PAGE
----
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New Yorker Slaps Scarlet R on Darren Wilson
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Writers for the venerable New Yorker magazine seem to have no greater joy in life than imputing racism to those who live west of 10th Avenue.
And what more target rich an environment to practice one’s moral hauteur on than the police department of a working class Midwestern town like Ferguson, Missouri?
As I observe in my new book, “Scarlet Letters,” New Yorker-style “progressives” have less interest in celebrating the many colors of the multicultural rainbow than they do in condemning those who resist the celebration.
The accusers insist that resistance is born out of hatred--of blacks, of gays, of immigrants, of Muslims, of women, of poor people, even, yes, of mother earth. “Hate” stands as the umbrella sin for all dissenters.
Hawthorne described his seventeenth century ancestors as “being of the most intolerant brood that ever lived,” but his Puritans were the picture of tolerance compared to the progressive neo-puritans who flourish today.
I learned this first hand when Rush Limbaugh took up my claim that Bill Ayers helped Barack Obama write his memoir, “Dreams from My Father.”
“This may not have been Limbaugh’s most racist insinuation of the campaign,” snarled New Yorker editor David Remnick. He cited others he liked less before concluding that our collective “libel about Obama’s memoir—the denial of literacy, the denial of authorship—had a particularly ugly pedigree.”
To sniff out the ugliness of Darren Wilson’s pedigree, the New Yorker sent Yalie author and NPR commentator Jake Halpern (left) to the working class suburbs of St. Louis where Wilson lives.
Lest the New Yorker readers think Halpern was about to write something nice about Wilson, the editors used the most shifty-eyed photo of Wilson they could find.
If that were not clue enough, they subtitled the piece, “Darren Wilson was not indicted for shooting Michael Brown. Many people question whether justice was done.”
You and I may not know any of those “many people,” but the people at the New Yorker, who consume even more disinformation than they produce, most surely do.
The problem for Halpern was that Wilson, who has been tested in ways Halpern never will be, left little evidence that he was the racist of the New Yorker’s fevered imagination.
So Halpern resorted to all the illiberal tricks of the progressive writer’s trade to hang a Scarlet R on Wilson whether he deserved it or not.
In one exchange, Wilson tells Halpern about a black mother whose sons disrespected her and disrespected him as well. “They’re so wrapped up in a different culture,” said Wilson.
Halpern leaped. “This sounded like racial code language. I pressed him: what did he mean by ‘a different culture’? Wilson struggled to respond.” Bravo, the Yalie had cornered the high school grad—at least in his own accounting.
To make his case, Halpern went rummaging through all of Wilson’s arrest records. He found four pedestrian stops—or “ped checks” in Halpern’s newly embraced police lingo—that troubled him.
So Halpern did what any good progressive would do. He took them to a female law professor at NYU for review. She told him the reports showed “questionable constitutional behavior” and painted “a familiar picture of contemporary law enforcement.” That was a shocker!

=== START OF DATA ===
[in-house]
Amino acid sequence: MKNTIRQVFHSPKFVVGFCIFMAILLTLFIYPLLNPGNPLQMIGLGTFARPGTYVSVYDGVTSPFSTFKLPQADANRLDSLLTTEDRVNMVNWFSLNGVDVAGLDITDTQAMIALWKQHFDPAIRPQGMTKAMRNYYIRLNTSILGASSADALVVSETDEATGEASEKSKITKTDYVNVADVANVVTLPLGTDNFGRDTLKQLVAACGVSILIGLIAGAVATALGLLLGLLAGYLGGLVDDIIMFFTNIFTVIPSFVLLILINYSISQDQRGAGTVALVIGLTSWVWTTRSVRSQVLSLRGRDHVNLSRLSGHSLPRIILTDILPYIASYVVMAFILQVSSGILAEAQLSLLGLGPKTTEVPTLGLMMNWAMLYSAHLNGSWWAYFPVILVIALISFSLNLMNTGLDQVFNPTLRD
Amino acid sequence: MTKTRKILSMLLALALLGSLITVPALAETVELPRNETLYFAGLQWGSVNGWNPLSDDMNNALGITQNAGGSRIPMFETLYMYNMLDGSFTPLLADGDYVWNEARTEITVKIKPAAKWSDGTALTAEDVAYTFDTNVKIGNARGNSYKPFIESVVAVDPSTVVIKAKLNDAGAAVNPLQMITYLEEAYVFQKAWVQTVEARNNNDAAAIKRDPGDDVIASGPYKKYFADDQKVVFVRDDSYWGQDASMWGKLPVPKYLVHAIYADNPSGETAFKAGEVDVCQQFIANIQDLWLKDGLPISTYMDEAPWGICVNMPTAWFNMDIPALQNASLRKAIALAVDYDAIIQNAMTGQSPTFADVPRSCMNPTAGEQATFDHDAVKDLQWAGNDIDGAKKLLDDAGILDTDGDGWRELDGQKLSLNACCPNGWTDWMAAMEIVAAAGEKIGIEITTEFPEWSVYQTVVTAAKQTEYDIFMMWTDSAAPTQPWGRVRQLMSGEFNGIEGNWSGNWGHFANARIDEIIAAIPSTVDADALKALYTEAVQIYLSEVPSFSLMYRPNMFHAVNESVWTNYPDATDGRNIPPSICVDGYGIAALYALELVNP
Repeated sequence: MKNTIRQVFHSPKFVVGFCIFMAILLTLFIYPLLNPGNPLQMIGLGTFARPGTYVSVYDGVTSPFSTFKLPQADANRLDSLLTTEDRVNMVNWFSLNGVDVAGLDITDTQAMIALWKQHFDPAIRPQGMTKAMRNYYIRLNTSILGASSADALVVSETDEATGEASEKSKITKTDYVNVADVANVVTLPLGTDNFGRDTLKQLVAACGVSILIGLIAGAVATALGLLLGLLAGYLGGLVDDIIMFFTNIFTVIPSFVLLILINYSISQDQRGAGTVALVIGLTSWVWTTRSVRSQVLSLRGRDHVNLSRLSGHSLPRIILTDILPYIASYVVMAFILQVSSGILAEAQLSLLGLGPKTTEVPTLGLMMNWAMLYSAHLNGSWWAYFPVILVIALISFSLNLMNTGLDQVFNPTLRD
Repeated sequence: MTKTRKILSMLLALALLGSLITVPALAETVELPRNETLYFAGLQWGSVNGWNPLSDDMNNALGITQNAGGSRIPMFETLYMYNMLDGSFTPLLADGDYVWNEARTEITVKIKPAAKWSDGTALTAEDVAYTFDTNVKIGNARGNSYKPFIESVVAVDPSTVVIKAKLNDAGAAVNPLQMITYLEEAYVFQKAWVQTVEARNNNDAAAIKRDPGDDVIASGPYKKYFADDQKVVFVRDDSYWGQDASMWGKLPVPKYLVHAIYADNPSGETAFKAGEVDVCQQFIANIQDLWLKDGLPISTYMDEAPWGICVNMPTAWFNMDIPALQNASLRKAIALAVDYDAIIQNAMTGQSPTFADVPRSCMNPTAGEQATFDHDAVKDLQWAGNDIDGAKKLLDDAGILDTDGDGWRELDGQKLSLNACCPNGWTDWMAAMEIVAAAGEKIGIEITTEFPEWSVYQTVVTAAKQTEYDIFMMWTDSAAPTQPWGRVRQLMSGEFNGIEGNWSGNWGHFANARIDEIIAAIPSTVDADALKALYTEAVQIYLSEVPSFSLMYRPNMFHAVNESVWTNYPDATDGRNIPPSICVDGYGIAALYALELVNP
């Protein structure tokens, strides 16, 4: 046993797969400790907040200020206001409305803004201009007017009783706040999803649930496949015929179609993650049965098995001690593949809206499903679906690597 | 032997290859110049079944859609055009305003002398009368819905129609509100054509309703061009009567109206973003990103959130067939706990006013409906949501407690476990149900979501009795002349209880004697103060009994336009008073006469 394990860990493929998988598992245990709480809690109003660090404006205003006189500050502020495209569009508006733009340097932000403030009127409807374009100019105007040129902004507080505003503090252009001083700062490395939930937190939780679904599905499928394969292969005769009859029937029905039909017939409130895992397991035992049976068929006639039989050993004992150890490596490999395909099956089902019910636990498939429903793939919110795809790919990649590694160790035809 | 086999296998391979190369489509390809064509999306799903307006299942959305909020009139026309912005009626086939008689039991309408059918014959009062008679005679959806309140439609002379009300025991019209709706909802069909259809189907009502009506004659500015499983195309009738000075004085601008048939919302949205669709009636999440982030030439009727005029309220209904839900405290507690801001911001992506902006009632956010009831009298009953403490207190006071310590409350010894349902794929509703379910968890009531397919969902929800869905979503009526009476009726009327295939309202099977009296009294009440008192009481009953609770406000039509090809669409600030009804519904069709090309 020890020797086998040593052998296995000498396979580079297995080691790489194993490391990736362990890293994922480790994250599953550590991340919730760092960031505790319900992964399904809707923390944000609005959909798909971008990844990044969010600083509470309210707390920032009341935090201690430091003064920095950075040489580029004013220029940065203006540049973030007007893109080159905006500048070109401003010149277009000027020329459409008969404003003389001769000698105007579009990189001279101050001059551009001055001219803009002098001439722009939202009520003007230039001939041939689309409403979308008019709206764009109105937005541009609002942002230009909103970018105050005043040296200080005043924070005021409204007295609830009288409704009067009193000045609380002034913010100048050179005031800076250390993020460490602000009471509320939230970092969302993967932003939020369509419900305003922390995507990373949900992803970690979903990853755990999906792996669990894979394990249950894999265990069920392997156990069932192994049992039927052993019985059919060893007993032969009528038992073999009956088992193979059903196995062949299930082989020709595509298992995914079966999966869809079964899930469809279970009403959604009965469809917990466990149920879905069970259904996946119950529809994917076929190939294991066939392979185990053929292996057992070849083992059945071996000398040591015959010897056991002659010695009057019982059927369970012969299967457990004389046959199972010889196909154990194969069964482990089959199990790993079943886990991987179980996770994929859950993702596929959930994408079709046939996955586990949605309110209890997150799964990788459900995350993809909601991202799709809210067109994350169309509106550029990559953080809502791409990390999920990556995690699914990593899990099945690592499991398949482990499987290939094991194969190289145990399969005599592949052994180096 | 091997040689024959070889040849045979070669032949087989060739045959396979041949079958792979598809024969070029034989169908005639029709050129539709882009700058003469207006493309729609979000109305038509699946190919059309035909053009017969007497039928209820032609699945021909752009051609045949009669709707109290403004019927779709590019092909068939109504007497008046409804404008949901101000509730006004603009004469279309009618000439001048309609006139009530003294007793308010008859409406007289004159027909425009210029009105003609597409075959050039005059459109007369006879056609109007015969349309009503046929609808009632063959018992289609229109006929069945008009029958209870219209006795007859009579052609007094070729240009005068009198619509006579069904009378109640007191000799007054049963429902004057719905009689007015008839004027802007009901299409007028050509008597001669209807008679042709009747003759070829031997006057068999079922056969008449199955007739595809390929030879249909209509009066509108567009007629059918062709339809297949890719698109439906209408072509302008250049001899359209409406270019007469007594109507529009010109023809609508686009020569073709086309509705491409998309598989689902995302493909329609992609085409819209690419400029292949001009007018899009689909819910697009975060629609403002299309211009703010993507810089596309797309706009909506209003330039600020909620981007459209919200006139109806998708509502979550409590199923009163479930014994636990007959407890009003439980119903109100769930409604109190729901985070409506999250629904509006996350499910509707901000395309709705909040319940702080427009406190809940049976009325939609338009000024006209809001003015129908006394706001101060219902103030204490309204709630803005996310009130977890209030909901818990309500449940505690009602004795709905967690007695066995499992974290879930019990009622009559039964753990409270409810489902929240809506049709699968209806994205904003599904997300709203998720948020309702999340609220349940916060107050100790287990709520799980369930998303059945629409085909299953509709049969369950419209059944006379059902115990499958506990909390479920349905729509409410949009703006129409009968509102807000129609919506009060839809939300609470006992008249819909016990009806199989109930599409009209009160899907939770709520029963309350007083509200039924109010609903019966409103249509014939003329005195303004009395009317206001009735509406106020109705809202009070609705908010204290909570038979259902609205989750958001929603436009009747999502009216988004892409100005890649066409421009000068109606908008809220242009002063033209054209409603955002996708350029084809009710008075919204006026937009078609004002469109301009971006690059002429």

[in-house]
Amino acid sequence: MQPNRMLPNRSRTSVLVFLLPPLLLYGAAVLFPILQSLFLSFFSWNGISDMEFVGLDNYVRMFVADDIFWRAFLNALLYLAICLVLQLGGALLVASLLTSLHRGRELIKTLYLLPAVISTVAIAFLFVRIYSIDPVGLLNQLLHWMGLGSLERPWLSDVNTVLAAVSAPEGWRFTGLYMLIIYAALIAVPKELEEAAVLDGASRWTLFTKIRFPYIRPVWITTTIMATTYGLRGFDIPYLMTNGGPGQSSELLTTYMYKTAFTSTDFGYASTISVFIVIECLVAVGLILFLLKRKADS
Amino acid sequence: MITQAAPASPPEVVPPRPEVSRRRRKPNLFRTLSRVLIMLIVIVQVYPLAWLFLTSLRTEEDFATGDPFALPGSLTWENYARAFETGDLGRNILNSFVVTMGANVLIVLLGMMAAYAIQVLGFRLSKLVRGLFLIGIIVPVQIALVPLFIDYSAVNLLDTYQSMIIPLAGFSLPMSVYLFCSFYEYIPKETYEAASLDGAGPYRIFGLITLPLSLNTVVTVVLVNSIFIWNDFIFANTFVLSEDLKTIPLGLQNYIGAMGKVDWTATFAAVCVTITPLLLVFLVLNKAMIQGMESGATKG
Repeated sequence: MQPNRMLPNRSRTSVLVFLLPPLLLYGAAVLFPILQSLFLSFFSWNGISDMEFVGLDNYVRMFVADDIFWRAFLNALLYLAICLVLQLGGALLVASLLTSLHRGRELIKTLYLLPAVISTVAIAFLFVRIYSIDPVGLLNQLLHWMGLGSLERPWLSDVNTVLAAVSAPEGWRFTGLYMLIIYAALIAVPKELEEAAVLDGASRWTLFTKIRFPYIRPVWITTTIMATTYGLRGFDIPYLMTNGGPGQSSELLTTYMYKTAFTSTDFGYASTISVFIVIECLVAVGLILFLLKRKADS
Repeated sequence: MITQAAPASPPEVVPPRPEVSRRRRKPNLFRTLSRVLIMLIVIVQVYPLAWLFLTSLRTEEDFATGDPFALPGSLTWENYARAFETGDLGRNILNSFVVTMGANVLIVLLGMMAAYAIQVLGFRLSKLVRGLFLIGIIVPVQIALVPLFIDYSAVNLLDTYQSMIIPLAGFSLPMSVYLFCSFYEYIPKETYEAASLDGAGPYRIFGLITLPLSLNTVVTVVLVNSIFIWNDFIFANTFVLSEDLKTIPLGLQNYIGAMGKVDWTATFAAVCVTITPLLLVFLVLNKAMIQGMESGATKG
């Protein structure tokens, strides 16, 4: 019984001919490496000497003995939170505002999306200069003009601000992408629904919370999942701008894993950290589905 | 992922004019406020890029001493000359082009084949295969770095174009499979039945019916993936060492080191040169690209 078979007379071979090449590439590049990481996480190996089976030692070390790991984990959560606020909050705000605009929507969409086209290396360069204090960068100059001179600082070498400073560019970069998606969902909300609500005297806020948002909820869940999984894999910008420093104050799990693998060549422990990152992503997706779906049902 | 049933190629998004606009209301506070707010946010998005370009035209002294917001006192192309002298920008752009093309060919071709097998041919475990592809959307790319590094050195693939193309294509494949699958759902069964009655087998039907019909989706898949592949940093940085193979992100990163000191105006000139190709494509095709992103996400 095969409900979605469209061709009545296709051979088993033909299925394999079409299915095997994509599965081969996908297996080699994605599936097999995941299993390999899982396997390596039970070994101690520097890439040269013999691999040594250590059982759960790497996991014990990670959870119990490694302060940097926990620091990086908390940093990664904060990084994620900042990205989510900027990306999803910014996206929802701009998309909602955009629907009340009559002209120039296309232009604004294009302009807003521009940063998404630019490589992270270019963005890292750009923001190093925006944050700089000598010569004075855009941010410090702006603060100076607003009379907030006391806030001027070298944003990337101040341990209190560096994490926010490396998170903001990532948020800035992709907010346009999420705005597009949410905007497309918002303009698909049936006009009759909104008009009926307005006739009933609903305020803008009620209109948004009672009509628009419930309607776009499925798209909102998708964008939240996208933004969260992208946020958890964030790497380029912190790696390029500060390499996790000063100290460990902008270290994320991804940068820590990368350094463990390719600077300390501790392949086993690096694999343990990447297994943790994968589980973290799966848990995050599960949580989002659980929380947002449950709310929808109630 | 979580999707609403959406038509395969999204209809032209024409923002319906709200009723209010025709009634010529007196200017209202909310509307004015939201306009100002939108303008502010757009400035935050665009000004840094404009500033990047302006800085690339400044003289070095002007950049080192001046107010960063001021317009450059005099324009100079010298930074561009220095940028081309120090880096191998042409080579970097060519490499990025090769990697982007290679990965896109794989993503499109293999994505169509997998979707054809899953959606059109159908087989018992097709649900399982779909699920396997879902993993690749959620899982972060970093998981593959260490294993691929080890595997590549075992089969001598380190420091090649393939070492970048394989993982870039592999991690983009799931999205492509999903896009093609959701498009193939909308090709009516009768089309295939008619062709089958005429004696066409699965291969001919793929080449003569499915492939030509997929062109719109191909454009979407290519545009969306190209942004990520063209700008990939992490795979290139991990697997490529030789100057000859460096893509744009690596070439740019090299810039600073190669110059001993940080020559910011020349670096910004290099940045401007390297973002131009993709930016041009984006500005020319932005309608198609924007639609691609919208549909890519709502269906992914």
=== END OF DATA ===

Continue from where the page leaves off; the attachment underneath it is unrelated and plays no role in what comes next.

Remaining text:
Halpern finally resorted to guilt by association to seal his brief against Wilson. It seems that Wilson started his police career in Jennings, Missouri. In 1973, Halpern tells us someone wrote a racial slur on the bottom of a Jennings police report. No misprint, “1973,” thirteen years before Wilson was born.
Closer to home in 2011, an e-mail circulated in Ferguson joking that a black woman who had an abortion was practicing good crime control. In an NPR interview, Halpern attributed this to the “egregious” racist attitudes among the Ferguson PD.
The Ferguson cops, however, were joking about what progressives like Halpern take seriously. In her definitive book, “Pivot of Civilization,” Planned Parenthood founder and New Yorker heroine Margaret Sanger explained why that joke hit home.
Sanger cited in detail the case of a “Negro woman” who had given birth to sixteen children. By Sanger’s generous standards, all sixteen of them appeared to be criminal or degenerate. They lived, as if they had much choice, in “a thickly populated Negro district.”
Sanger described this district as “the headquarters for the criminal element of the surrounding State.” Given the biases of the day, her audience would assume this woman to be more or less typical of her race, a symptom of the “sexual and racial chaos” that so alarmed Sanger.
It is no accident that the great majority of Planned Parenthood clinics border minority community communities. It is no accident that black women are three times as likely to abort their children than whites. This is all part of the Sanger plan.
On the day, Darren Wilson shot and killed Michael Brown, abortionists killed more than a thousand black unborn babies. No one at the New Yorker offices cared a whit.
Yet for the last half century, we have allowed deluded snobs like Halpern and Remnick to dictate the nation’s morality. It is they who have gotten to define sin and determine who the sinners are.
It is time to start calling them out. Surely, in writing this patronizing, nit-picking bit of nonsense Halpern deserves a Scarlet C for “classist.” He actually began a sentence on NPR with the words, “Darren Wilson is human but . . . .”
Surely, in supporting Planned Parenthood, Remnick and his self-satisfied ilk deserve at the least a Scarlet T for “trafficking in baby parts” and quite possibly a Scarlet G for genocide.
Let the restoration begin.
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